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    • No. To qualify for extension they must have never been registered as a Boy Scout.  It should come up in the review process when the extension is requested. But it would not surprise me if some try and a few succeed in getting past the rules. 
    • Admin question: what if a Scout who is 16 to 17, realized that they could not get Eagle due to the calendar and they did not recharter, but then rejoined Scouts after 2/2019.  Would they be able to get the extension?  Also any work they had done would be recognized?  Very small population for this possibility and the machinations to get done could be problematic.  Wonder how districts and councils may react to the possible gaming of the system?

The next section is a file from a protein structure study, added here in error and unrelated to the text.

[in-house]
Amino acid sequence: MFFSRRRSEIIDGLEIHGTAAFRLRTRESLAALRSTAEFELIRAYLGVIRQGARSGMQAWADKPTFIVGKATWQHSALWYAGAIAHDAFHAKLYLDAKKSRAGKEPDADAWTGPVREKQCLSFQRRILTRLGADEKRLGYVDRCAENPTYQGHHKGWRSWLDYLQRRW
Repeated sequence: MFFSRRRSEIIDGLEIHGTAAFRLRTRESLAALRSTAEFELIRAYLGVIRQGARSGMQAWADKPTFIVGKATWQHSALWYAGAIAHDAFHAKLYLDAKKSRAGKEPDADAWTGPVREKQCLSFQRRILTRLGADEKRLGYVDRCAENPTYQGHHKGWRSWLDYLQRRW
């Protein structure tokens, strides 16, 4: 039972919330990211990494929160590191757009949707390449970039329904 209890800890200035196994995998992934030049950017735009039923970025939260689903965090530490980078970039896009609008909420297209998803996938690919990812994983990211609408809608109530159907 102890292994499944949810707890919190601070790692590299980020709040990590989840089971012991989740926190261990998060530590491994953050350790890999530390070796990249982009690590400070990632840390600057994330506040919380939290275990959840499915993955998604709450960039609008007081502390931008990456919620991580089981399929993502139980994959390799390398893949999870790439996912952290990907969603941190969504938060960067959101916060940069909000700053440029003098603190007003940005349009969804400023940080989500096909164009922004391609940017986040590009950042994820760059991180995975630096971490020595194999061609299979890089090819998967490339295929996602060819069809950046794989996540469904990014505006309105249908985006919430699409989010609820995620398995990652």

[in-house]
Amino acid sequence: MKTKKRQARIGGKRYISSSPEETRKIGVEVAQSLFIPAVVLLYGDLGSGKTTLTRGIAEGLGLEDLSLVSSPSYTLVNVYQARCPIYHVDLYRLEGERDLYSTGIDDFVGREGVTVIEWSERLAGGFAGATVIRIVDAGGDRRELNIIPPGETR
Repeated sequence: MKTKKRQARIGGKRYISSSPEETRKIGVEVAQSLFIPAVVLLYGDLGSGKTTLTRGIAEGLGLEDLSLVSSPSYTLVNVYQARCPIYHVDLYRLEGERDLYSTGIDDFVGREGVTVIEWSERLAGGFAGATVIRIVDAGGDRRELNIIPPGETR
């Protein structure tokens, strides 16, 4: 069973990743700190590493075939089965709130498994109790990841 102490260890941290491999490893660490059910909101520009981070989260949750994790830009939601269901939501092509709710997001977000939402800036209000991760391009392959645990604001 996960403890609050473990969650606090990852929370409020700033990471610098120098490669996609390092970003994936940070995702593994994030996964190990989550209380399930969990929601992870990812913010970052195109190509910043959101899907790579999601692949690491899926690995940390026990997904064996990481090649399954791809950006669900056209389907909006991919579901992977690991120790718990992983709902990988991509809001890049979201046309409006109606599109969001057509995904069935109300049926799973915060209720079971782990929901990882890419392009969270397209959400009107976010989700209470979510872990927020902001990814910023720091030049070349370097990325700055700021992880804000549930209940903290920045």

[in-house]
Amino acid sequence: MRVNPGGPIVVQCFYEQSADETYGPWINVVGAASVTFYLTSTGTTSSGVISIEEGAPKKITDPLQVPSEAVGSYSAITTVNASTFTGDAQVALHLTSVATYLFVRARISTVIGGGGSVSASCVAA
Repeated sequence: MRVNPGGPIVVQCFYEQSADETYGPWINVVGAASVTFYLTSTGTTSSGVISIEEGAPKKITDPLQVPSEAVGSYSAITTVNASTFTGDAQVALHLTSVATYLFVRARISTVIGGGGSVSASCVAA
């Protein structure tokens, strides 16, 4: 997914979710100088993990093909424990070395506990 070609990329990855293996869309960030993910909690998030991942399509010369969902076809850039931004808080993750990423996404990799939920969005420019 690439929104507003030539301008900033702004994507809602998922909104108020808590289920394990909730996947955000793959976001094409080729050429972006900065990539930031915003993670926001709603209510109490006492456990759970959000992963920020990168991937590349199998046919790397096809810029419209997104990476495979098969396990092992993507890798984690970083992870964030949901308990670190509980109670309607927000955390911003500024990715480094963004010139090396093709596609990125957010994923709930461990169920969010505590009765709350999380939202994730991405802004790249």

• I'm sorry for confusing verbiage...I meant that they took people who were there with their scouts and not previously called in to be on the board.
    • Yes, appeal. Your son is learning that sometimes well-meaning people disagree and people like him get stuck in the middle. By requesting an independent review, he's helping all parties involved learn a little. If "project part two" is a good idea, he should take it on, just for fun. In fact, since he's so young, and he has one conservation project under his belt, have him look into the Hornaday Award. It and Eagle Palms are great "next steps."
    • All members of the EBOR should have been volunteers, or functioning in a volunteer capacity.  Typically at least one is not with the unit You can look up the particulars by looking at the Guide to Advancement (PDF - Google BSA Guide to Advancement) Section 8.0.3.0 references Particulars for Eagle Scout Rank Section 8.0.4.0 Appealing the Decision      
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